Physicians usually complete 4 years of undergraduate study followed by an additional 4 years in medical school, according to the United States Bureau of Labor Statistics (BLS). Although it varies according to specialty selected, a doctor may also do as little as 3 years or as many as 8 years as an intern or resident before practicing on his own.
Typically, a student receives a bachelor's degree in a science-related field prior to applying to medical schools, reports the BLS. This may be in biology, mathematics, physics, chemistry or some other area of study, such as the social sciences. After finishing undergraduate work, the student must take the Medical College Admissions Test, or MCAT. Applicants to medical school must also have letters of recommendation and submit transcripts from their undergraduate work. Many medical school programs are exclusive and only accept applicants with stellar academic backgrounds, sometimes even looking at extracurricular activities and other factors when deciding on admissions.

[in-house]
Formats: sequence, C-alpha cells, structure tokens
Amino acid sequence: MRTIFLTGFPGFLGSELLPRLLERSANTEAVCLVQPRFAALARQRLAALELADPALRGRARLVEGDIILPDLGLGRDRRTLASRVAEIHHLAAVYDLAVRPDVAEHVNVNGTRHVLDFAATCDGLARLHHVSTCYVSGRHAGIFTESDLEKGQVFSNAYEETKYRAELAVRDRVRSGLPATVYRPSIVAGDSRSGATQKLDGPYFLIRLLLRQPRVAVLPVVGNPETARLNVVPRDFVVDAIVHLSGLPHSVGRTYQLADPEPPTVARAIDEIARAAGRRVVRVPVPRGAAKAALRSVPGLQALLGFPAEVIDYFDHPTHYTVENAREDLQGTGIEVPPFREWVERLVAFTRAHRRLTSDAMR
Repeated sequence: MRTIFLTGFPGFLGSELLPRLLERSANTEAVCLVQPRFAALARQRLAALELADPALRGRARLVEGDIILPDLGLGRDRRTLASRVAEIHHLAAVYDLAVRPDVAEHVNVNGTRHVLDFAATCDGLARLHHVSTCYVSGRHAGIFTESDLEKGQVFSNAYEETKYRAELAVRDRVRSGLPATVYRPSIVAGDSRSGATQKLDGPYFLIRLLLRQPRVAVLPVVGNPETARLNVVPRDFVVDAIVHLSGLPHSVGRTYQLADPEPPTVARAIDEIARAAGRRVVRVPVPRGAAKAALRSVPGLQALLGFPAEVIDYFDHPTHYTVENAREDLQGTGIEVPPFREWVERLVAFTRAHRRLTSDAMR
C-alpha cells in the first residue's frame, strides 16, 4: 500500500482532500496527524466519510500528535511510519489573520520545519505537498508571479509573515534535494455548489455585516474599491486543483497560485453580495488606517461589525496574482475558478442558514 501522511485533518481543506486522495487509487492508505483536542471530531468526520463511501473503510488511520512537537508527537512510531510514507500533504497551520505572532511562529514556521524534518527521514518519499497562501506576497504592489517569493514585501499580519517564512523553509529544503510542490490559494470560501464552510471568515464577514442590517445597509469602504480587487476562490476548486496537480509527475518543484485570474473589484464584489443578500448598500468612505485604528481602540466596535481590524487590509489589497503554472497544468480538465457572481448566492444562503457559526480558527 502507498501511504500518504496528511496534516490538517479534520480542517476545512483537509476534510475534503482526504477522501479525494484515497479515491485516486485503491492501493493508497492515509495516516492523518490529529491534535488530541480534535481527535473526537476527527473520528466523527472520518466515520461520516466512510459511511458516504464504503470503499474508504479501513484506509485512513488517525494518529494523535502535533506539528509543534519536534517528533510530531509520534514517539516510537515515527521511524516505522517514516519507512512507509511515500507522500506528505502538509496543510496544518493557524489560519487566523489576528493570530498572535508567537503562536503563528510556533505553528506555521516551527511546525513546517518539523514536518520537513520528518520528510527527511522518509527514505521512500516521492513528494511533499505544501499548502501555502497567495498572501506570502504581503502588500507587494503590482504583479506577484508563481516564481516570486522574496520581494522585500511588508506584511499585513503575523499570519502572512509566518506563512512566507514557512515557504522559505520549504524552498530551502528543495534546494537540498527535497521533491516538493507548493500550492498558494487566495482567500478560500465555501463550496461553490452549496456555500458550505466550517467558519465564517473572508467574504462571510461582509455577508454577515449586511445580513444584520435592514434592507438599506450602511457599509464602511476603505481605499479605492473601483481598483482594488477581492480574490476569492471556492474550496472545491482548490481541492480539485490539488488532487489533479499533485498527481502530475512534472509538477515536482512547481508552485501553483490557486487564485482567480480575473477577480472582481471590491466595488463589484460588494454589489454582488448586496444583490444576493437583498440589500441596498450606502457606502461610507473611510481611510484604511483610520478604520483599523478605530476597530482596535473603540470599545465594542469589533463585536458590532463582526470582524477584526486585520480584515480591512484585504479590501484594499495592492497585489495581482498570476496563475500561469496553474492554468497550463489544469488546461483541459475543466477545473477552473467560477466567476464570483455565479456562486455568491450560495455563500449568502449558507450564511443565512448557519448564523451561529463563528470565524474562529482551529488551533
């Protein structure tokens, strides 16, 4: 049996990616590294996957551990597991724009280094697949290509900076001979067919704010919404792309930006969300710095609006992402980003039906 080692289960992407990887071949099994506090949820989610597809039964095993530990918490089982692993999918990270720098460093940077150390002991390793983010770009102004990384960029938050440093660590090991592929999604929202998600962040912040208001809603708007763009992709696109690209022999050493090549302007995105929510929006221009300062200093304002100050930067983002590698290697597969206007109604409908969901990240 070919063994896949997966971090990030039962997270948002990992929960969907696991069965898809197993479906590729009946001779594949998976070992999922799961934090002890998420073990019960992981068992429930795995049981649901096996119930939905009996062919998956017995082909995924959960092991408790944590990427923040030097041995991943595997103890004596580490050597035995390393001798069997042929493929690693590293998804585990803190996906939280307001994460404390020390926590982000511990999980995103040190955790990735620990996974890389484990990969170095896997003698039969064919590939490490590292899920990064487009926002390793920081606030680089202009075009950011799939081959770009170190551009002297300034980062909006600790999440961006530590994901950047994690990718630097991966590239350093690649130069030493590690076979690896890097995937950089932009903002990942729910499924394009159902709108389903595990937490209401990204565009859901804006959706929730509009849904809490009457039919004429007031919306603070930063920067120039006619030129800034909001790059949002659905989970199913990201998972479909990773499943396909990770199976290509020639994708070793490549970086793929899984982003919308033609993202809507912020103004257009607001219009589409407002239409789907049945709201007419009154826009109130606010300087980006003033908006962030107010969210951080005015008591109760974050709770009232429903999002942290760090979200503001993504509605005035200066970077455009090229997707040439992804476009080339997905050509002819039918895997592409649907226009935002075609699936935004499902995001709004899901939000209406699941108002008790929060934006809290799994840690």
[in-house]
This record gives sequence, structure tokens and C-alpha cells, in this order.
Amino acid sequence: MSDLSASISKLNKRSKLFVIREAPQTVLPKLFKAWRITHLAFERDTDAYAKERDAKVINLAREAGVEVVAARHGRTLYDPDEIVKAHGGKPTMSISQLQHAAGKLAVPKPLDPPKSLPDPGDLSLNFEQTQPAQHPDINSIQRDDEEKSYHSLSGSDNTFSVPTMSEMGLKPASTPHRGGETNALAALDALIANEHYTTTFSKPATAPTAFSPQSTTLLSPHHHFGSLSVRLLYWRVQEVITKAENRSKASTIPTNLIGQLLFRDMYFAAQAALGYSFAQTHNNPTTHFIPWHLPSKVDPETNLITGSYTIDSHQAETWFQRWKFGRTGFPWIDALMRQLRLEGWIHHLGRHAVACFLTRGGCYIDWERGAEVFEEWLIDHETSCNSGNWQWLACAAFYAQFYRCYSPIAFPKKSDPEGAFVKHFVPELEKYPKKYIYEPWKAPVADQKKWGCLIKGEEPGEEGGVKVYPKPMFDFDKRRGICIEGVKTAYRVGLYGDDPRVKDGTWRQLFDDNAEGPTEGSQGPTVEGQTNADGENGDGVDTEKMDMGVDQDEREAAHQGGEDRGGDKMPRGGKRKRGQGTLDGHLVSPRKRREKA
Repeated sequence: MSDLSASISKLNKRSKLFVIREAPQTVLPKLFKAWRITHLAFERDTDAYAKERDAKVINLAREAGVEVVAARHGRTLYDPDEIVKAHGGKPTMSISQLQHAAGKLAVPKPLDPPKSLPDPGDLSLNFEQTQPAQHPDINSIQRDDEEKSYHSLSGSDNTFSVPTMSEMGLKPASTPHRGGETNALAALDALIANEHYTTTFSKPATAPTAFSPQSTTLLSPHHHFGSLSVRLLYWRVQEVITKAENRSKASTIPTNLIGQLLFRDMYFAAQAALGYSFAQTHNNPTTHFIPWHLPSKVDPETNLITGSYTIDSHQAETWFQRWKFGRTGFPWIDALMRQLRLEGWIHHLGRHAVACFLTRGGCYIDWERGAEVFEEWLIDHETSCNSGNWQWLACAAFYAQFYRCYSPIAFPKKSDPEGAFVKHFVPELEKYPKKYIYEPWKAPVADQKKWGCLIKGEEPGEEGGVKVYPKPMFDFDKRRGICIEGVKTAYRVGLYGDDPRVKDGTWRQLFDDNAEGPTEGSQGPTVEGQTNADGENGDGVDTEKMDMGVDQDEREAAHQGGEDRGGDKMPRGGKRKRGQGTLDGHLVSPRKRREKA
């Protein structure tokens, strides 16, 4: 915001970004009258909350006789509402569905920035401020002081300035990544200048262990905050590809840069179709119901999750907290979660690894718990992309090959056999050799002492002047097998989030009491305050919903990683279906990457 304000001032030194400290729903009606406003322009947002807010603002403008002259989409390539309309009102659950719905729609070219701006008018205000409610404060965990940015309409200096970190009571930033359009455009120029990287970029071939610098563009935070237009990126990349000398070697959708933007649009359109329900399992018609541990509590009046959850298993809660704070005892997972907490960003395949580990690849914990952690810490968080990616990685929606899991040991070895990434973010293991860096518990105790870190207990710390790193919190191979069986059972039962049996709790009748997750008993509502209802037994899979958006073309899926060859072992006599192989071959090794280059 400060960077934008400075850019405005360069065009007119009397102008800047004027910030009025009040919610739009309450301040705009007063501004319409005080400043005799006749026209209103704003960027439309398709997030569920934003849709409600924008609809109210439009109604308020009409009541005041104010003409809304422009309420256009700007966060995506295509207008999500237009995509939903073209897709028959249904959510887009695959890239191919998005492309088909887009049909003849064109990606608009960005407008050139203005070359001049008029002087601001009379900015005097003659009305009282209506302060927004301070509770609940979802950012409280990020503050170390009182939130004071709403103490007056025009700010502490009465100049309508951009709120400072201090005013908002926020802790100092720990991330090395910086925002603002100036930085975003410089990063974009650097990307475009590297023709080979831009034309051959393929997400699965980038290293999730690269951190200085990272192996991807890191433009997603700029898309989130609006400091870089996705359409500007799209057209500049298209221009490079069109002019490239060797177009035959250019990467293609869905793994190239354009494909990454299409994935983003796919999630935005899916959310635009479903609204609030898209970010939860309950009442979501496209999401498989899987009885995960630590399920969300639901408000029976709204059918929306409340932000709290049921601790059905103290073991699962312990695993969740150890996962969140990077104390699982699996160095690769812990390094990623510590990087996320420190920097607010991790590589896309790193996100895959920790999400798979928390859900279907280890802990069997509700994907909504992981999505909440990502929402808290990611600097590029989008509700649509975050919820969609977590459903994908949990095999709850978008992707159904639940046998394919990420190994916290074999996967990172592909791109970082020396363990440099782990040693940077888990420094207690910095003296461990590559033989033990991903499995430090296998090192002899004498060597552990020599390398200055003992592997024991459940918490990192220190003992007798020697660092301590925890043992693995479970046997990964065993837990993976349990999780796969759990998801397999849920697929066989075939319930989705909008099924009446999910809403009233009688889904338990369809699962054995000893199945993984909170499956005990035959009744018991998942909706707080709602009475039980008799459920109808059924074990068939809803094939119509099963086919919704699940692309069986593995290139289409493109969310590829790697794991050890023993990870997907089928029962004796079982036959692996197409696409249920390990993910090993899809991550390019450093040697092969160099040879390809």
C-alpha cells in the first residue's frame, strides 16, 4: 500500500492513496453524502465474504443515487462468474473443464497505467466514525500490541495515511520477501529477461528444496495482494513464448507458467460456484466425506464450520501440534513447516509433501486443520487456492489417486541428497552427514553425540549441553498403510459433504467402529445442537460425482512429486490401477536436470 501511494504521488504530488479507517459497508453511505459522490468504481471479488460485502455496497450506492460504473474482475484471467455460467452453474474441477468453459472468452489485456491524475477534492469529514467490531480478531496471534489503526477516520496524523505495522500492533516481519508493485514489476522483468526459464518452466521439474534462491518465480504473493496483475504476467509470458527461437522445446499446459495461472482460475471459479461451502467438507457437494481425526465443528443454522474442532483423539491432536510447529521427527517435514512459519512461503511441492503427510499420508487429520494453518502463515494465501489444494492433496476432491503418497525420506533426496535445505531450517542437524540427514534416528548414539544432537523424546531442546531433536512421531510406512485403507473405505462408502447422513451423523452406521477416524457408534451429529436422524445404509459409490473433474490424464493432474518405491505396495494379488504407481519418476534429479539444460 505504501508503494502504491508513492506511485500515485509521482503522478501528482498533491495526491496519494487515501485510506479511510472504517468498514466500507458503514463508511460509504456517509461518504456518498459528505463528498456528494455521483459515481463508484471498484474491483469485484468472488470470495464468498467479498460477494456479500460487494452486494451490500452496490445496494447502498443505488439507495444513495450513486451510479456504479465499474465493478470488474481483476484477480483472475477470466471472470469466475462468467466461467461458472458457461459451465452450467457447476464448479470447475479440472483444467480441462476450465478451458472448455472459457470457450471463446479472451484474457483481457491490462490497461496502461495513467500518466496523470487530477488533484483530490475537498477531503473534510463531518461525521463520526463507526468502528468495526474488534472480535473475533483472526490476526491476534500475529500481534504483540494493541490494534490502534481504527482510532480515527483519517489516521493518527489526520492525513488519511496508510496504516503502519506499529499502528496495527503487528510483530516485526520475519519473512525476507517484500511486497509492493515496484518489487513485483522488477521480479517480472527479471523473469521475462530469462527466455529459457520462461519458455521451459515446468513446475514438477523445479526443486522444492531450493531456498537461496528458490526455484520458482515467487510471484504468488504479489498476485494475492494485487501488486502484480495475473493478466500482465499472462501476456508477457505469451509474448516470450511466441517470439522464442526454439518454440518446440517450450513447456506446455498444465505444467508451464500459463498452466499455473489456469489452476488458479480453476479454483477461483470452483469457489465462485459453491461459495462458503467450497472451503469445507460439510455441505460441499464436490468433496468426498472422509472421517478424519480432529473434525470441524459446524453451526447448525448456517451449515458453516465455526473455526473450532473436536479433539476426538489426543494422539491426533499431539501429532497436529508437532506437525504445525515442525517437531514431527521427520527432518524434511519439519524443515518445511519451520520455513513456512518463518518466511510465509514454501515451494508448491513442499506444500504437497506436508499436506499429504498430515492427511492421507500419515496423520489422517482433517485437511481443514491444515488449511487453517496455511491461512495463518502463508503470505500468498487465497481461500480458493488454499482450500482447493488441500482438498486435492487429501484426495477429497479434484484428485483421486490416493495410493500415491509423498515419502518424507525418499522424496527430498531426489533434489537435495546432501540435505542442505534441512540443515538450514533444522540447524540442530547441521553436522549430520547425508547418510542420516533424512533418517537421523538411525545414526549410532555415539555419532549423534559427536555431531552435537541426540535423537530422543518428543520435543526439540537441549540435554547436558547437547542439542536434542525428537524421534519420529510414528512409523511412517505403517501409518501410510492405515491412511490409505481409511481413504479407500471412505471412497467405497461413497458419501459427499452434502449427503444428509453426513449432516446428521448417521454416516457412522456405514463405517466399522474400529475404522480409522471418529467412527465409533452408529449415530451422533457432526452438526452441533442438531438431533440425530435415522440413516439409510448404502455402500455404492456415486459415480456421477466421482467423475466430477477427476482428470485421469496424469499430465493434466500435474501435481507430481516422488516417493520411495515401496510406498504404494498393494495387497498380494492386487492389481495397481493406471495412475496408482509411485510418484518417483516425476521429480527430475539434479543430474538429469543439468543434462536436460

Some schools offer programs that combine the undergraduate work of the student with a medical school program, expediting the doctor's education, with credentials awarded after 6 or 7 years. No matter the program, most doctors spend their final 2 years in medical school doing a rotation of work in various settings and specialties. After completing training, medical school students must pass standard exams to be licensed.